Securing Fundraising in 2024: Key Strategies

SDS 030: Securing Fundraising in 2024: Key Strategies

Hey! thank you for reading issue 030 of Startup Definition Sunday (SDS).

SDS is the newsletter for new & aspiring founders, bringing you clarity one actionable tip at a time.

SDS arrives every two weeks (you guessed it) on Sundays.

In every issue you can expect:

  • 1 actionable tip you can implement right away

  • 1 article you should read

  • 1 gift for founders

Let's dive in:

(P.S. I'll never sell your information, ever)


Welcome to the first issue of SDS for 2024.

Writing to you every two weeks in 2023 was a joy. I am excited to share another 26 issues with you this year so stick around for the ride (and tell one friend to join you)

In case you missed the NYE 2023 issue, you can find it here.

I spent most of my Christmas holiday into the New Year working to close a deal on a company I am very excited about.

This deal will likely define the kinds of companies that I am looking to back in 2024 and beyond.

While it has been a particularly busy way to start the New Year (my sleep schedule is all out of whack), there are some lessons that are beneficial for new and aspiring founders like you or someone you know.

So today, I want to pull back the curtains on what it will mean for founders to close fundraising rounds in 2024.

There are several things that have changed in the Africa tech fundraising landscape for investors, but most founders are unaware of these things.

Over these last few weeks, I have discovered that most founders theoretically know that the fundraising landscape has changed, but practically are unprepared for this new world.

In today's issue, I want to offer 3 things that any founder planning to fundraise in 2024 has to keep in mind.

Why should you care?

One reason: successfully closing a funding round gives you the chance to actually succeed - you can’t succeed if your company runs out of money.

Here are the 3 things you need to do today.

Separate business & personal accounts: First and foremost, it's essential to separate business and personal accounts. Having different accounts for personal and company expenses not only demonstrates fiscal responsibility but also makes it easier to provide clear financial statements during diligence. Trust me, investors will definitely be scrutinizing your accounts with a fine-tooth comb, do not wait until due diligence to figure it out. External financial audits of founders’ accounts will become commonplace in 2024. Start now to ensure that everything is in order before going out to fundraise.

Clean legal & business structuring: From day one, you need to figure out the appropriate authorities to register your business. It's imperative to establish clear ownership structures and shareholding agreements. These are now considered the baseline expectation from investors, as they instill confidence and reduce legal risks. So, prioritize putting your legal and business structuring in order as early as possible. Depending on the country you are operating in, some of the authorities you should consider registering your business with are tax authorities, data protection authorities and chambers of commerce.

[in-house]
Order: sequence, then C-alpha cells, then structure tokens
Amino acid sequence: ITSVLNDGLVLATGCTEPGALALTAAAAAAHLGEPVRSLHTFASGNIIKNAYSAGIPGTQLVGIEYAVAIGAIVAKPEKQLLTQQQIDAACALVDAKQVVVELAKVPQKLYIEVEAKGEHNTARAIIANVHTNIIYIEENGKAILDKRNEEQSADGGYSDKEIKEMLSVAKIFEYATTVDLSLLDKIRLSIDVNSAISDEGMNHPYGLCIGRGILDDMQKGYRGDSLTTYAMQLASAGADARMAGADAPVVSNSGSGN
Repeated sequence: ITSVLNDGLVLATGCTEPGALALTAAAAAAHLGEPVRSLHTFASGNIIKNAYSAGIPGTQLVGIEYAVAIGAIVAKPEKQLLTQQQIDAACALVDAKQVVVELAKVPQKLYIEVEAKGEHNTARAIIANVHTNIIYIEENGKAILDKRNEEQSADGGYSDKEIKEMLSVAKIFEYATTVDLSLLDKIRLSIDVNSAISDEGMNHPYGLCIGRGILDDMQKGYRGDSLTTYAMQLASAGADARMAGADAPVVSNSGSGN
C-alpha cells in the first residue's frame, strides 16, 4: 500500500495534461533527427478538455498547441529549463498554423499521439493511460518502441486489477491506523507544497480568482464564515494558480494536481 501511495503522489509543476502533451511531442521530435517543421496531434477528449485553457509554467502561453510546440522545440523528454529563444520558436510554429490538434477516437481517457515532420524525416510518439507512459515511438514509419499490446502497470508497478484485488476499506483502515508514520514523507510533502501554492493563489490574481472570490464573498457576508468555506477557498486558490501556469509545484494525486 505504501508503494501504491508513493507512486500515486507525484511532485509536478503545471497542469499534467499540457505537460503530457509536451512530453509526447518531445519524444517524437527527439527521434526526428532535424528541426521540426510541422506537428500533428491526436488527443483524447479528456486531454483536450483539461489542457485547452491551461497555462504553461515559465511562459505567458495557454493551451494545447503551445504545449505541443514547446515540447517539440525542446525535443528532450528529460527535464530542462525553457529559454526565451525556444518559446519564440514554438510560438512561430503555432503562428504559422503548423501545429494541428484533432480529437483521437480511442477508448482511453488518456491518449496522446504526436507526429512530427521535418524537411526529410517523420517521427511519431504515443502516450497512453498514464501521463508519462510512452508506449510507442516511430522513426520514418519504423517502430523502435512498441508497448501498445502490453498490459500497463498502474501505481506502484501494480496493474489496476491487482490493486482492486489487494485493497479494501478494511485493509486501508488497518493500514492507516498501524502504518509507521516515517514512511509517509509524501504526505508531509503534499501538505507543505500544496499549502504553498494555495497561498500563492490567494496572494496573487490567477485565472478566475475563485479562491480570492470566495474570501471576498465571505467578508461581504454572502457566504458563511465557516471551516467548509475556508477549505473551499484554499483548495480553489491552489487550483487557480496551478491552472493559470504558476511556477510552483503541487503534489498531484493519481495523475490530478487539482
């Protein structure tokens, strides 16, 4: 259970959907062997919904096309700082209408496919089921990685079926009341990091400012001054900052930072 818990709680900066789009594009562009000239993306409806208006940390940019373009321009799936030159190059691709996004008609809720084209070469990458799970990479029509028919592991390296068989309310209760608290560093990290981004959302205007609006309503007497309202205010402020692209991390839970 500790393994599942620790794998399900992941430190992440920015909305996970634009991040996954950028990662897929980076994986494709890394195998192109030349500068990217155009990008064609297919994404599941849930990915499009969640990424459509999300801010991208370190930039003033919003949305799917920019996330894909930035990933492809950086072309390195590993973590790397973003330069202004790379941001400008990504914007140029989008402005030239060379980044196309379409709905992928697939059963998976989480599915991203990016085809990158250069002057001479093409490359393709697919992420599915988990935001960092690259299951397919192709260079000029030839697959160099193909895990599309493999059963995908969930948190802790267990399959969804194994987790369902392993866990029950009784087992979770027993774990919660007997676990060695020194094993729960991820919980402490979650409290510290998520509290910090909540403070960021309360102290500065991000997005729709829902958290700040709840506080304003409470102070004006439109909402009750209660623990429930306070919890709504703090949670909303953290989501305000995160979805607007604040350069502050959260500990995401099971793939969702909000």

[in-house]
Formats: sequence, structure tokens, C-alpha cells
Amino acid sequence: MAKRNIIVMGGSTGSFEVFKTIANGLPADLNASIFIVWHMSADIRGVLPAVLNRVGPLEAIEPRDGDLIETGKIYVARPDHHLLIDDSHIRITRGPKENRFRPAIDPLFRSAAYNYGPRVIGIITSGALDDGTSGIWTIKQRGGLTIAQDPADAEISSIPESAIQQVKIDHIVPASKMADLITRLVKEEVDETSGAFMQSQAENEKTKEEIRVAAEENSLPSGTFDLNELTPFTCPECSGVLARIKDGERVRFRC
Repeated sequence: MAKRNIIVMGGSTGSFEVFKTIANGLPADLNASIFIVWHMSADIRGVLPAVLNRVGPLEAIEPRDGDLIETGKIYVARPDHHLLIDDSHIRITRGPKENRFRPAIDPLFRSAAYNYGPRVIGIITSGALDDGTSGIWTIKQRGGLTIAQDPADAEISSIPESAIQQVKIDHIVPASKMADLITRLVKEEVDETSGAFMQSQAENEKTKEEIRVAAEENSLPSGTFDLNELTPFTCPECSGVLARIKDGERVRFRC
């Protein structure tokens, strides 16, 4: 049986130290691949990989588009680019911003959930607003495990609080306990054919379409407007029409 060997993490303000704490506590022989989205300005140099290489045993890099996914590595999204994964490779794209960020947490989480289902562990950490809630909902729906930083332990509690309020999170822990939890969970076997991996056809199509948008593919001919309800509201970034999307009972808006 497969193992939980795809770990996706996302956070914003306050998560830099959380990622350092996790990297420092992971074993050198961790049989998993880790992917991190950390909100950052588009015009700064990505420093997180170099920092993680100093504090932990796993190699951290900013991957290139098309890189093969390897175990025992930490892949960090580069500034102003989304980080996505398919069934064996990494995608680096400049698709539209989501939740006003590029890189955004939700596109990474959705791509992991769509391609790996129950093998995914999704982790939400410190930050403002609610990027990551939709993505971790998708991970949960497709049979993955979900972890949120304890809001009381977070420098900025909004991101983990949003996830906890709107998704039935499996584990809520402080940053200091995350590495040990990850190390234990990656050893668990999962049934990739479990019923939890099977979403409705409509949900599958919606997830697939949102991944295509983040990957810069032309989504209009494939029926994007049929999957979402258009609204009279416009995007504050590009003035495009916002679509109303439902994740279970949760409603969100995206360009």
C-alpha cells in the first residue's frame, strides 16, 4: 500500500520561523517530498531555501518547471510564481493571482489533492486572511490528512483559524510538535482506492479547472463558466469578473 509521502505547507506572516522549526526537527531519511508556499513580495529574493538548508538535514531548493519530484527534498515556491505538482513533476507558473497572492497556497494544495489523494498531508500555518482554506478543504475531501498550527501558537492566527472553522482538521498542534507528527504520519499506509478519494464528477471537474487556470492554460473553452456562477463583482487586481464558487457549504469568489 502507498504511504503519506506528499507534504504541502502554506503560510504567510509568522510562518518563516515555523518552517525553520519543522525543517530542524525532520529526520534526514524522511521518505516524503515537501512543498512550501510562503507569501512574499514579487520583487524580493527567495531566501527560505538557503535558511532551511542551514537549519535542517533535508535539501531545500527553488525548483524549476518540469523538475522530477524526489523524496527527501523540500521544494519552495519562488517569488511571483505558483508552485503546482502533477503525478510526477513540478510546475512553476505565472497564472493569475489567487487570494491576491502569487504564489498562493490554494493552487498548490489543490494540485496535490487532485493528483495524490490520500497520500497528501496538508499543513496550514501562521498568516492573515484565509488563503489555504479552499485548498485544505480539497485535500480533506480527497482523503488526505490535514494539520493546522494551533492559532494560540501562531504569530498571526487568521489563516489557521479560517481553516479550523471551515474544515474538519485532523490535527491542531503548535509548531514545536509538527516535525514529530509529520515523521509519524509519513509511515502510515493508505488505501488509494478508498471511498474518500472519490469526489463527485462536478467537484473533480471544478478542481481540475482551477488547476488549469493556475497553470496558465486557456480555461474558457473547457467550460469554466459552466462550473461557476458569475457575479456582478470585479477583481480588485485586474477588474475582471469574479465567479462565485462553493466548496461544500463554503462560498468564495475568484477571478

Clear governance & compliance structures: Finally, you can't overlook the importance of clear governance and compliance structures. Nowadays, investors expect startups to prioritize the creation of robust governance frameworks. Focus on establishing frameworks that allow for independent oversight and compliance. This includes clear founder agreements, board resolutions and shareholders’ agreements. This may take some time to develop, but trust me, it will be invaluable in the long run.

As an investor, I am incredibly excited about investing in Africa tech. I am actively looking forward to reviewing pitch decks and investing in great founders.

If I may offer you my two pesewas amidst all the ups and downs of 2024 and the so-called “funding winter”:

Great companies will still get investor money. Do not let things within your control like, separating business and personal accounts, ensuring clean legal and business structuring, and establishing clear governance and compliance structures, be the reason you don’t get funding.

If you or someone you know should be receiving 2024 issues in their inbox, consider joining SDS so you don't miss exclusive sections in future editions.

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If you only read one thing this week, read this...

On Saturday, I shared my first LinkedIn creator post.

Why is it worth your time? Several newsletter subscribers and X followers, have been encouraging me to post more on LinkedIn. But, it always felt like LinkedIn is not my kind of platform. However, in 2024 I am committing to doing things that are uncomfortable. So, a few times a week I will be sharing my ideas on LinkedIn and I hope you’ll join me as I do this uncomfortable thing.

Founder's Corner

As an investor, I know how challenging it can be for founders to get noticed by angel investors, especially without the right connections.

That's why I created an inbound form to allow founders to share their decks directly with me. It takes less than 5 minutes to complete. By breaking the mold and providing an alternative way for founders to connect with investors, I hope to help level the playing field.

That's all for today! As always, thank you for being an engaged reader.

Until we meet again in two weeks, here's how we can stay in touch:

I’ll see you in two weeks,



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